It takes a boatload of student ingenuity and lots of oranges to pull off the Great Navel Orange Race at the University of Central Florida’s iconic Reflecting Pond.

Created 25 years ago by Professor Manoj Chopra and his colleagues, the Great Navel Orange Race is a rite of passage for first-year engineering students. The day-long event features self-propelled boats handcrafted by the students, which are rated on their ability to carry a half-pound orange while racing around the reflecting pond. The boats must follow a compulsory route, aiming to achieve the best time in less than five minutes. Boats that cross the finish line and win their first race heats can participate in the final races of the top 16 teams for the winning title.

Attendance is a requirement for UCF students Introduction to engineering course and represents the first hands-on engineering experience for many first-year students.

Students must design and build their boats to strict rules that present engineering challenges, such as buoyancy, propulsion, material costs, and trade-offs between vessel weight and speed. The rules include a variety of prohibited methods of propulsion, including some non-traditional methods attempted in the past, such as compressed gas, animal assistance, and Mento mints.

Materials for the boats must not exceed $80 and students must submit their receipts to prove it. Many boats on race day are seen with recycled soda bottles and lower cost materials, such as foam, instead of more expensive wood.

“Creating a boat that can carry an orange and race around the reflecting pond is a lot harder than it looks,” says the course instructor Jacqueline Sullivan ’89 ’91MSUCF engineering degree.

Sullivan taught the Introduction to engineering course for six years, and says the goal of the boat race — the lab portion of the course — is to teach students the basic steps of the engineering design process by immersing them in a team project.

“At the start of the semester, students are placed in a team,” Sullivan explains. “Along the way, they learn soft skills and essential technical skills that will help them become more creative and confident engineering students.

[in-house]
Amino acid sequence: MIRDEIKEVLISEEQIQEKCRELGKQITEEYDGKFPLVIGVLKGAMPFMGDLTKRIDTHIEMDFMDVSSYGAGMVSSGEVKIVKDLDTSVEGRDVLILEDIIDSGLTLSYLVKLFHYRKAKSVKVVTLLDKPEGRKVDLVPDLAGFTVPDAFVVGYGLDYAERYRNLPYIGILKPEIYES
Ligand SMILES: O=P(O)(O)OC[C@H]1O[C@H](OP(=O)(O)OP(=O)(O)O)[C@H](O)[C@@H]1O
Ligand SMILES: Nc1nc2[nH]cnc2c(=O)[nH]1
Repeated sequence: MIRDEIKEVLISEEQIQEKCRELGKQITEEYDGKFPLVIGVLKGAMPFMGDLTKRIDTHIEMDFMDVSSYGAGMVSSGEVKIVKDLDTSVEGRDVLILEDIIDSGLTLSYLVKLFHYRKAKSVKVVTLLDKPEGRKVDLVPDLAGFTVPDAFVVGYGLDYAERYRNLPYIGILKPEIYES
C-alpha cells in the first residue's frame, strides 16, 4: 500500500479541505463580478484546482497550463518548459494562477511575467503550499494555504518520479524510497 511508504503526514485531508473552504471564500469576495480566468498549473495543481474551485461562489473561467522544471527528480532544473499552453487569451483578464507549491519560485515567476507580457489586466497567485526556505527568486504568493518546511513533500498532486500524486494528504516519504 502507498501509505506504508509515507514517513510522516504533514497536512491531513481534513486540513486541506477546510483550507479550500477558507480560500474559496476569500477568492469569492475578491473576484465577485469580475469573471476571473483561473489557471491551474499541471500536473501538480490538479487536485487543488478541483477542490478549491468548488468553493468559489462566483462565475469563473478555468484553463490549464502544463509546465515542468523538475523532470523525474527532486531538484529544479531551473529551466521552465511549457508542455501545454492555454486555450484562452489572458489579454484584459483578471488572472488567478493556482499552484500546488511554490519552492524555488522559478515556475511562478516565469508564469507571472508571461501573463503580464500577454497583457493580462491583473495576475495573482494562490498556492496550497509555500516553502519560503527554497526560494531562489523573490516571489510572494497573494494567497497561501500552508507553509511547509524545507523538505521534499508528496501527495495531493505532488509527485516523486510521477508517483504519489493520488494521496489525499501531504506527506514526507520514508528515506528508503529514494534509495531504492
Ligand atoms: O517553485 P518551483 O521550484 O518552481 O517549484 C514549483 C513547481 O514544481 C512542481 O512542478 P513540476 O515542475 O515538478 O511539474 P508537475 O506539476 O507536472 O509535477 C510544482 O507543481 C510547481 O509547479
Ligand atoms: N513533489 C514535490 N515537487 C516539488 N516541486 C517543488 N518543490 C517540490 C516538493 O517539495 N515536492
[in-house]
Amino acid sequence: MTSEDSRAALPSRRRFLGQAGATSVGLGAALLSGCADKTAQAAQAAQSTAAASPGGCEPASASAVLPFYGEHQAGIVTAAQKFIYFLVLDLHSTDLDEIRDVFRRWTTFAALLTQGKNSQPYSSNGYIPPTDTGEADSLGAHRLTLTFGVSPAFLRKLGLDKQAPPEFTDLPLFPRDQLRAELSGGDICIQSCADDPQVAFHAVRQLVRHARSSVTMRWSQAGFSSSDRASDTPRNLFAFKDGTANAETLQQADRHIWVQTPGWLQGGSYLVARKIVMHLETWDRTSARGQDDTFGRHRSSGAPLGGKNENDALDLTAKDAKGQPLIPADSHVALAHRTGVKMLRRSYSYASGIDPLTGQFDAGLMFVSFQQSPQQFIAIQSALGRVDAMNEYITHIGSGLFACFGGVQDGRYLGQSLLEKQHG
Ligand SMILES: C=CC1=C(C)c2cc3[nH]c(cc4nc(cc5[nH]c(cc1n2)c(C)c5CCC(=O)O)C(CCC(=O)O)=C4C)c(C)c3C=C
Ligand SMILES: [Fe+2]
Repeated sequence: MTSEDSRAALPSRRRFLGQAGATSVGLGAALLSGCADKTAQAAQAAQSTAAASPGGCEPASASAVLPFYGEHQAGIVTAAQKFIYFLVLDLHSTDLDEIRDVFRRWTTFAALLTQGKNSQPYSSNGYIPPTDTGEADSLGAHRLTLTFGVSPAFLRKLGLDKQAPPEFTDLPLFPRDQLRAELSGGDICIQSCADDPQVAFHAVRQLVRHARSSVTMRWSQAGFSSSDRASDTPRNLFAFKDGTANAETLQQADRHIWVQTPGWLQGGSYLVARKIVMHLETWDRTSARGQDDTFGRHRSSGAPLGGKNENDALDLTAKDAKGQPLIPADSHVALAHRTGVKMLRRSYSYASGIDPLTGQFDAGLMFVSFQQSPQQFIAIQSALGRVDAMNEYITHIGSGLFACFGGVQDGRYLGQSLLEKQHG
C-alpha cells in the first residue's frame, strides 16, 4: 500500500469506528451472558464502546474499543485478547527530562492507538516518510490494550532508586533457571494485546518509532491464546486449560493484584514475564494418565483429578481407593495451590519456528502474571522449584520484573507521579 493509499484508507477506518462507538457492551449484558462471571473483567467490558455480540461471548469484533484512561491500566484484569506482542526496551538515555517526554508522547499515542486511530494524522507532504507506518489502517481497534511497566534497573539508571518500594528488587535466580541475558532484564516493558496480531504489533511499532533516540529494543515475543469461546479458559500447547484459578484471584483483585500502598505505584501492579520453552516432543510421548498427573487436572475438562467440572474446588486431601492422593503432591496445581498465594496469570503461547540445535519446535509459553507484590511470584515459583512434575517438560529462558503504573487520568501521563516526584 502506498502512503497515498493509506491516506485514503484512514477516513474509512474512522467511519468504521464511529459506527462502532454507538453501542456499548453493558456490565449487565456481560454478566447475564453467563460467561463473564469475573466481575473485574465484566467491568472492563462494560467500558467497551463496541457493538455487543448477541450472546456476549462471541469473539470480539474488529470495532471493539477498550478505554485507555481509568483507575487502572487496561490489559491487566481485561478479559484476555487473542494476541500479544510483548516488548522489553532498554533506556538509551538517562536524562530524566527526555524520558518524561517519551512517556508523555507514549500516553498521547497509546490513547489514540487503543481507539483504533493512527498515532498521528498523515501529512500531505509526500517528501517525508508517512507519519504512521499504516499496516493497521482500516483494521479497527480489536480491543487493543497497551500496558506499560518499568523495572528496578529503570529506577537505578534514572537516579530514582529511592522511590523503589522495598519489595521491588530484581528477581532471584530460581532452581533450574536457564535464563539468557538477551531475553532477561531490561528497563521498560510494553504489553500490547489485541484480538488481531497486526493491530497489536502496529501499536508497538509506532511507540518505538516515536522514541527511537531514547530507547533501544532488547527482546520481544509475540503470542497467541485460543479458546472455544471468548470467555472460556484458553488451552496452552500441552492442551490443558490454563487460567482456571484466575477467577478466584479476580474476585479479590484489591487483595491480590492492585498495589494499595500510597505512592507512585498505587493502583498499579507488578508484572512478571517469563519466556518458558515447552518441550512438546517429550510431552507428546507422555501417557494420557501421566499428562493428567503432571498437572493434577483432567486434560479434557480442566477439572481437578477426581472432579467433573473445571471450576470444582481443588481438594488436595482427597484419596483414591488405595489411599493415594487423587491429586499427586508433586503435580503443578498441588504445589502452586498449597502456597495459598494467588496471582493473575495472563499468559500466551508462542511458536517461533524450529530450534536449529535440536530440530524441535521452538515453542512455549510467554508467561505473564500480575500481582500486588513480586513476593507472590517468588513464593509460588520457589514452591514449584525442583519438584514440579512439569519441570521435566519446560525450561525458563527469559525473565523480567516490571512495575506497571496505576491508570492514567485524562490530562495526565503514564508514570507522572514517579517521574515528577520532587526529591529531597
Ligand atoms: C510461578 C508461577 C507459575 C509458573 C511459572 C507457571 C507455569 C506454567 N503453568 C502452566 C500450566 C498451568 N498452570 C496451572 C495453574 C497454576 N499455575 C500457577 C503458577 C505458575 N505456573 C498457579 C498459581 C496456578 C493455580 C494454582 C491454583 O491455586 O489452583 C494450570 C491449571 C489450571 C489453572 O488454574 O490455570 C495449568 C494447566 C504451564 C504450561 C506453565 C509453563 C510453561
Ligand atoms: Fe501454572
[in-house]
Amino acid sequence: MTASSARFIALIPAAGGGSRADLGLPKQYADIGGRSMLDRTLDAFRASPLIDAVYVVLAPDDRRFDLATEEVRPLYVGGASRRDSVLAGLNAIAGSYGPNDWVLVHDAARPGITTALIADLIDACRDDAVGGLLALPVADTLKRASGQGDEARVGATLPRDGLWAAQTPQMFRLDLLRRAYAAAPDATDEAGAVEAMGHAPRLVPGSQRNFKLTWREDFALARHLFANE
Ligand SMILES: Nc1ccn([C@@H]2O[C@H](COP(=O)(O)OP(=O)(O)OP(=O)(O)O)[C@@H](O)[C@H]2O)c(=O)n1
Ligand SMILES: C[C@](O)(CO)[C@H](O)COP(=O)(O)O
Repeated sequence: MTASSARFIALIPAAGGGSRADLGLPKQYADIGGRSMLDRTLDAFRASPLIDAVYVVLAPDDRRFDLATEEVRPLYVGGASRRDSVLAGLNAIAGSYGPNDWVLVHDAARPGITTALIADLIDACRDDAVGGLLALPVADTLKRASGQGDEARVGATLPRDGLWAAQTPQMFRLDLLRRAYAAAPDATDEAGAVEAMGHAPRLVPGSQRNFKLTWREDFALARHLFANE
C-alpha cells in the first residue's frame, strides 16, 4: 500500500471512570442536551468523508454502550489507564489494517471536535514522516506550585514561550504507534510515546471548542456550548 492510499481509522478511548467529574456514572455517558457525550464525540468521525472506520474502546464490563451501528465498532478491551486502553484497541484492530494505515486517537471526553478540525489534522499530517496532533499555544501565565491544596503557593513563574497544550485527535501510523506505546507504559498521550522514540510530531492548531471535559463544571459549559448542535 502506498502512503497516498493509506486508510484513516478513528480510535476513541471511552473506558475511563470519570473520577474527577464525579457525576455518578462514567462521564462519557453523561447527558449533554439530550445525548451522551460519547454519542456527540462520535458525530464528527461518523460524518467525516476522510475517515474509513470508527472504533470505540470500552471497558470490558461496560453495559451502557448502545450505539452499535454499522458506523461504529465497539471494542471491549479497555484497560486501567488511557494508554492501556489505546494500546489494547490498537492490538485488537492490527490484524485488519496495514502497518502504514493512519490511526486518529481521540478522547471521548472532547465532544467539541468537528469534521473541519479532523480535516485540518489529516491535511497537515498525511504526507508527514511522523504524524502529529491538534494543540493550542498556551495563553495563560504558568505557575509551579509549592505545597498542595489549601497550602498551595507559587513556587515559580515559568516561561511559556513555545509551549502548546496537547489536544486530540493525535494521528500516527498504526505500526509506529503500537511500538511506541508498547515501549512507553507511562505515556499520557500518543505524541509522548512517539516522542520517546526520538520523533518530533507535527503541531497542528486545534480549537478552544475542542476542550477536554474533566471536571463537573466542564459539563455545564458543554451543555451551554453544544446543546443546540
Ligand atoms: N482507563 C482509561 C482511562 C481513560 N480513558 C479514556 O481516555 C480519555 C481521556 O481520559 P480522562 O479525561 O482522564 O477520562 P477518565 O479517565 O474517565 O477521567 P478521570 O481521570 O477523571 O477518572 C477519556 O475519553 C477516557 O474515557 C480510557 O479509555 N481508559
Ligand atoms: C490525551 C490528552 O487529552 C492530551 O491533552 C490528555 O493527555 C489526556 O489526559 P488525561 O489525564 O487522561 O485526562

The experience reinforces the importance of teamwork, project planning, budget planning, technical writing, engineering graphic design skills, and practical construction skills, such as welding.

“During the ‘trial day’ before the race in the pond, the students encounter technical difficulties with their boats and work hard to overcome these challenges,” says Sullivan.

Fiifi Baiden (left), Francisco Perez Green (center) and Vinson Guzman (right) competed as a team.

Mechanical engineering majors Fiifi Baiden and Francisco Perez Green, computer engineering major Vinson Guzman, built their boat out of recycled drink cans and water bottles to keep costs to a minimum.

“We drink this product every day, so we use the containers,” says Perez Green.

They tested the boat in the pool at Perez Green.

“Our boat was going very slow and it started to leak,” he says, adding that the experience helped teammates understand the collaborative engineering process.

“We learned practicality, teamwork and improvisation to achieve our goal,” says Baiden.

Sullivan awards credits to teaching assistants and graduate teaching assistants who play a key role in supporting more than 1,200 students enrolled in the Introduction to engineering Classes.

“A lot of students who have taken the course and loved it come back after a year or two as teaching assistants helping the younger ones – they are good mentors for first year students,” says Sullivan.

Next year’s Great Navel Orange Race will offer former UCF engineers a chance to reconnect with competition, according to Sullivan.

“We plan to involve alumni next year to race and help students with their expenses (through sponsorships) as 275 student teams can go through a lot of soldering, soldering irons, foam, glue sticks and motors.”